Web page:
I’m going to keep this real short. If Jennifer Aniston died tomorrow, I would be less broken up about it than most people. Before watching The Good Girl I would have said that I wouldn’t have cared at all. Mrs. Pitt, however, turned in such a subtle performance as your typical, everyday, unwashed American woman, that I have to admit she has some talent. In fact, she may be the only member of the Friends’ cast who doesn’t need to be shot in the head.
The Good Girl is a good movie. Not great, and not particularly memorable. There are two laugh-out-loud moments (“Slave Name” and the manager’s speech at the end) and I applaud writer Mike White for not coping out on the ending and turning the movie into just another piece of Hollywood schlock. Meaning that Aniston’s character had a chance to forget about real life, responsibility, reality, etc., and didn’t. She acted like a real human, not some goofball in a Range Rover that’s never left asphalt in Santa Monica’s version of a human.
I’m not sold on Jake Gyllenhaal. He was good in Donnie Darko, but he basically plays the same character here only without any supernatural or time traveling powers. In other words, he is a not so believable emotional train wreck and I’m thinking he is going to be the best looking one trick pony since Leonardo “I should have retired after the Oscar” Decaprio. Time will tell. I hope Jakey Jake proves me wrong. His sister is cute.
The supporting cast was really strong much to the benefit of the movie. We all know and love John C. Riley and he is spot on as Aniston’s dopey, stoner house painter husband. Even though I am generally against Hollywood types making fun of the working man, Riley is so believable and natural at it that all is forgiven. Tim Blake Nelson plays Riley’s partner in crime, Bubba, and he is all right. Nowhere near as powerful as when he played Delmar in O Brother, Where Art Thou? If Bubba had been fleshed out a little better (Bubba’s purpose in regards to the plot were telegraphed within ten seconds of his appearance in the film) I wouldn’t have to type so much. Still, Mr. Nelson is a very charismatic up on screen.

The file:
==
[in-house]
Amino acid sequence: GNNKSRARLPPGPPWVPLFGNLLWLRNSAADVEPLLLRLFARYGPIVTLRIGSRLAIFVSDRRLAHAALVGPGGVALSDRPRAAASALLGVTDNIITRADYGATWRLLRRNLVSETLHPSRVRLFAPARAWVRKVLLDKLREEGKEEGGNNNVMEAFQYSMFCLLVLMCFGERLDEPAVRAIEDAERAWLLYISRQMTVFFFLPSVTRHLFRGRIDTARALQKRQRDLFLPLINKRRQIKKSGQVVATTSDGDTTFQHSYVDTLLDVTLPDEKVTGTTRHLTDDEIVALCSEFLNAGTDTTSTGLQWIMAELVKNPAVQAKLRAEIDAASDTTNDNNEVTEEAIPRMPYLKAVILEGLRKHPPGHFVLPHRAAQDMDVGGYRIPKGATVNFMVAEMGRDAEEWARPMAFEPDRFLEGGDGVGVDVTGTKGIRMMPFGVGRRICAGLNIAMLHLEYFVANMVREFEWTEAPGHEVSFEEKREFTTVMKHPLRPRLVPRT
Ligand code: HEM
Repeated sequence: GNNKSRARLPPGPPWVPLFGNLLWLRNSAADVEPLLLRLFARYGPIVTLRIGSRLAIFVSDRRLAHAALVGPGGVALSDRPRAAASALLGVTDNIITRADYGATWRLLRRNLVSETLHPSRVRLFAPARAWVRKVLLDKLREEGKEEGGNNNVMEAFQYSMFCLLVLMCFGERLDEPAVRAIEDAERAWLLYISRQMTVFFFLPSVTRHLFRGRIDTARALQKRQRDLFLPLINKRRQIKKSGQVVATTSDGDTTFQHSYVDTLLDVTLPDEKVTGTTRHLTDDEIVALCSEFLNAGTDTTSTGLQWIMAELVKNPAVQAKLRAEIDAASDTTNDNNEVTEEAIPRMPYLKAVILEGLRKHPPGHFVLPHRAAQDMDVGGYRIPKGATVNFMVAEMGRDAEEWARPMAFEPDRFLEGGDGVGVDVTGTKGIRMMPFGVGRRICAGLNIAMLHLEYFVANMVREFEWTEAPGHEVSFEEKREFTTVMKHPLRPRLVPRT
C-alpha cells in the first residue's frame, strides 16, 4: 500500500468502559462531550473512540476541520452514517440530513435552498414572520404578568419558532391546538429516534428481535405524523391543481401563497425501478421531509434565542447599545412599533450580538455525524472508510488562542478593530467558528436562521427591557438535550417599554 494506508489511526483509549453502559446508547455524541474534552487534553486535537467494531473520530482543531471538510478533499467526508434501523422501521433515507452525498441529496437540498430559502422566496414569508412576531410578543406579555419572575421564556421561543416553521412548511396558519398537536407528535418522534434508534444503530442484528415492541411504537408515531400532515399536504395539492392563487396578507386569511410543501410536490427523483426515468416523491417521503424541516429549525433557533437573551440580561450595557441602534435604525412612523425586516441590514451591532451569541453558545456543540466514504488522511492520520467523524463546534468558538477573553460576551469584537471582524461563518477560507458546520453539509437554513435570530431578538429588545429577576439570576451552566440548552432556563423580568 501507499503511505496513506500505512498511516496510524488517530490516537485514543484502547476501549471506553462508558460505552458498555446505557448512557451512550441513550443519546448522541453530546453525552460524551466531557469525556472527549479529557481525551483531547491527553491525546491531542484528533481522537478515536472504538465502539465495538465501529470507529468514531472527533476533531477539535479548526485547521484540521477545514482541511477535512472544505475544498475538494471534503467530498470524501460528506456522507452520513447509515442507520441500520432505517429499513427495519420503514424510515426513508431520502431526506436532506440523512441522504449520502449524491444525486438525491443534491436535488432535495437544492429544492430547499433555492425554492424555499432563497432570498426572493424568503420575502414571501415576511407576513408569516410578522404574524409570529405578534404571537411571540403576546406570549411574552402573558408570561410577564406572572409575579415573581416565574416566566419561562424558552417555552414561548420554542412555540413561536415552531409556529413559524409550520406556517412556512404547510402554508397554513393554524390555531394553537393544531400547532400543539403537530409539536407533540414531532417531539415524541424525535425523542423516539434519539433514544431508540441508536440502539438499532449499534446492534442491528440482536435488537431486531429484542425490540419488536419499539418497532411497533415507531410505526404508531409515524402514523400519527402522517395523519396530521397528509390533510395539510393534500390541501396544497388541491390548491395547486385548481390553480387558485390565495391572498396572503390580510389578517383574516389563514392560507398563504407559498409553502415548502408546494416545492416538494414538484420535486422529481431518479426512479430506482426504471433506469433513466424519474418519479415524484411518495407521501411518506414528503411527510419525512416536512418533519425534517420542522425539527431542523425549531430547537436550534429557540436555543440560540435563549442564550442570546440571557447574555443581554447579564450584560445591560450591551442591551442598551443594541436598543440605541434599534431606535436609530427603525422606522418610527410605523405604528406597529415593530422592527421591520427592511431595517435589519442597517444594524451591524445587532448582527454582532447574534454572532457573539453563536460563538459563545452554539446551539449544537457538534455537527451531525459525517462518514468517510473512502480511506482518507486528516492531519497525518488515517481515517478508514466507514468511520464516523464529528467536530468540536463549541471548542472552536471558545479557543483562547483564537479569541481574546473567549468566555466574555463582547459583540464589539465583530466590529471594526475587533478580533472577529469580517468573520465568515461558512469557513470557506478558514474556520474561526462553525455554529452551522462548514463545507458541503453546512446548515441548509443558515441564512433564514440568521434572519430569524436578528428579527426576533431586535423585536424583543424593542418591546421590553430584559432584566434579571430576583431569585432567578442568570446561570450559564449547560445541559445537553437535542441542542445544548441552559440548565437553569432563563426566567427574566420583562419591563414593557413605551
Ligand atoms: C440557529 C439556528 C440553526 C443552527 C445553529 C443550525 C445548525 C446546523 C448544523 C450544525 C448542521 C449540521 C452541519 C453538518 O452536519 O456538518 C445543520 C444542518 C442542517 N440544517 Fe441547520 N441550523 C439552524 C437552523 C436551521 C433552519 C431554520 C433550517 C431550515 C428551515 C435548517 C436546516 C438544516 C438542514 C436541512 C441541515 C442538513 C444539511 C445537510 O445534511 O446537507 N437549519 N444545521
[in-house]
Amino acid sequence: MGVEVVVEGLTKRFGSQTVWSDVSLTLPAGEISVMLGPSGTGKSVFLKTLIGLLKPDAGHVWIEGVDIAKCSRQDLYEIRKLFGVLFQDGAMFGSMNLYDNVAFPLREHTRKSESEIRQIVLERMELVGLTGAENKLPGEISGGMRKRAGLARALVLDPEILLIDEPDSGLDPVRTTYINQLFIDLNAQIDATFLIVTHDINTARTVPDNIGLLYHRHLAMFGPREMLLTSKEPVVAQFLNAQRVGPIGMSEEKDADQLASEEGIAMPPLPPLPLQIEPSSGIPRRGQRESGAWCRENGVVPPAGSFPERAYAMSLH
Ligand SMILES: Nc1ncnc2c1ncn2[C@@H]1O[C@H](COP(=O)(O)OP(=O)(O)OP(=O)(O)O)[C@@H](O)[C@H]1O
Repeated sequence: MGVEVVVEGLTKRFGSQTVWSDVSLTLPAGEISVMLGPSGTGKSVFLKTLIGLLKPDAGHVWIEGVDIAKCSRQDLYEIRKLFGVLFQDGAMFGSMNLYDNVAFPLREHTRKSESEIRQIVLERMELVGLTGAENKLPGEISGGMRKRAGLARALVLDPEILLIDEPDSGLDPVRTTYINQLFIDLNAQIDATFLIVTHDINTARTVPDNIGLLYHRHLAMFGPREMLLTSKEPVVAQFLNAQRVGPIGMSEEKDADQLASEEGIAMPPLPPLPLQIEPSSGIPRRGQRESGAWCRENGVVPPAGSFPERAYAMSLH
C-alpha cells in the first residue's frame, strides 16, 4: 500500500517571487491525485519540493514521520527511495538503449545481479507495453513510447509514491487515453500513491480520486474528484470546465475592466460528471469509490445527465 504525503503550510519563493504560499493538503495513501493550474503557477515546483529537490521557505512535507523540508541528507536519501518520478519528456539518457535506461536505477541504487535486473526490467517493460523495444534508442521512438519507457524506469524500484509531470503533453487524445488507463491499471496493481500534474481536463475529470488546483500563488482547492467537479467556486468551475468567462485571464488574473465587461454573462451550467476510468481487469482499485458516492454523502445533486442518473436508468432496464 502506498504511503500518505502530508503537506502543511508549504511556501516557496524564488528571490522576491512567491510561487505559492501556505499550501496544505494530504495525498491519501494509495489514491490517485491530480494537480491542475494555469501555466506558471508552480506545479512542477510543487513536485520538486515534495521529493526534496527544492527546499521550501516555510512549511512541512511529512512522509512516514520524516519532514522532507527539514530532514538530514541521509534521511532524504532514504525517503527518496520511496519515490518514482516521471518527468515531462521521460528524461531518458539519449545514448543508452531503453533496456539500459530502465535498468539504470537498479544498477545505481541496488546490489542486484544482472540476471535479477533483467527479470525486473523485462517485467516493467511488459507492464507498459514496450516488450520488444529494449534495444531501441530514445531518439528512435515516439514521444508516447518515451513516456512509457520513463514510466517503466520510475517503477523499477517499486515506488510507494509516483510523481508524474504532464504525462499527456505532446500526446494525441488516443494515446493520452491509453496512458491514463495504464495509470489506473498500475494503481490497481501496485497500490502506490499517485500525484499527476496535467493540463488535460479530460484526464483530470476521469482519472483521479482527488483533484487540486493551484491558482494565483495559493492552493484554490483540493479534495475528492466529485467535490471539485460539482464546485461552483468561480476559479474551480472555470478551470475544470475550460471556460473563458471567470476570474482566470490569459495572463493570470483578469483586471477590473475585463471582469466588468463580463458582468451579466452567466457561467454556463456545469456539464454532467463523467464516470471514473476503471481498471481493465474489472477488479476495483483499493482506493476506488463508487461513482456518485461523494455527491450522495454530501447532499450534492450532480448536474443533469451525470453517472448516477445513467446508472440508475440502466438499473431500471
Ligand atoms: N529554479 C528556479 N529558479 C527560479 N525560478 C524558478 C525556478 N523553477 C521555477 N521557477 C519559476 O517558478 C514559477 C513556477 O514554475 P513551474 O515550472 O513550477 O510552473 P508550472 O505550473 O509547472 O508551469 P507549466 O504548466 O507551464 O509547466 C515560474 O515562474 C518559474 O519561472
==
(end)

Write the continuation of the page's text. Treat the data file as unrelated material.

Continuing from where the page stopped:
My two favorite performers, other than Aniston, were writer Mike White, who played an annoying Jesus freak security guard, and John Carroll Lynch, who plays Drew Carey’s Transvestite brother on TV, but underplays the store manager in The Good Girl. Like I said, he sort of steals the show at the end. Zooey Deschanel is in the movie, too. All I know about her was that one time my old roommate and I threw a party where we only invited girls and she showed up. I was talking her up until she pulled out her ID and I noticed that she was born in 1980 (This was a few years back). I threw her ID across the room and she left. Also, special Ruthless props to John Doe. I love that guy.
All in all, The Good Girl is a cute, not quite brutal enough take on isolation, sexual longing and our collective American life. I’m thinking that if some of the ha-ha funny bits had been chopped out and replaced with Scorsese style humor (“You made me pop your eyeball out of your head for fucking Tommy T?”) then The Good Girl would have been a better movie. It’s not going to win any awards, but when I see it on the shelf in the video store five years from now, I’ll think, “That was pretty good.”
- Overall: 6
- Direction: 7
- Acting: 7
- Story: 6
- Re-watchability: 3
Special Ruthless Ratings:
- Number of times you realized that all hot chicks have to do to look homely is to pull their jeans up over their bellybuttons: 34
- Number of times you wanted to tell Gyllenhaal to get some range: 16
- Number of times you thought it was dumb that Jennifer Aniston slept with Bubba: 12
- Number of times you shook your fist in victory that the ending didn’t suck: 7
- Number of times you told other people to go and see it: Maybe once, but maybe not.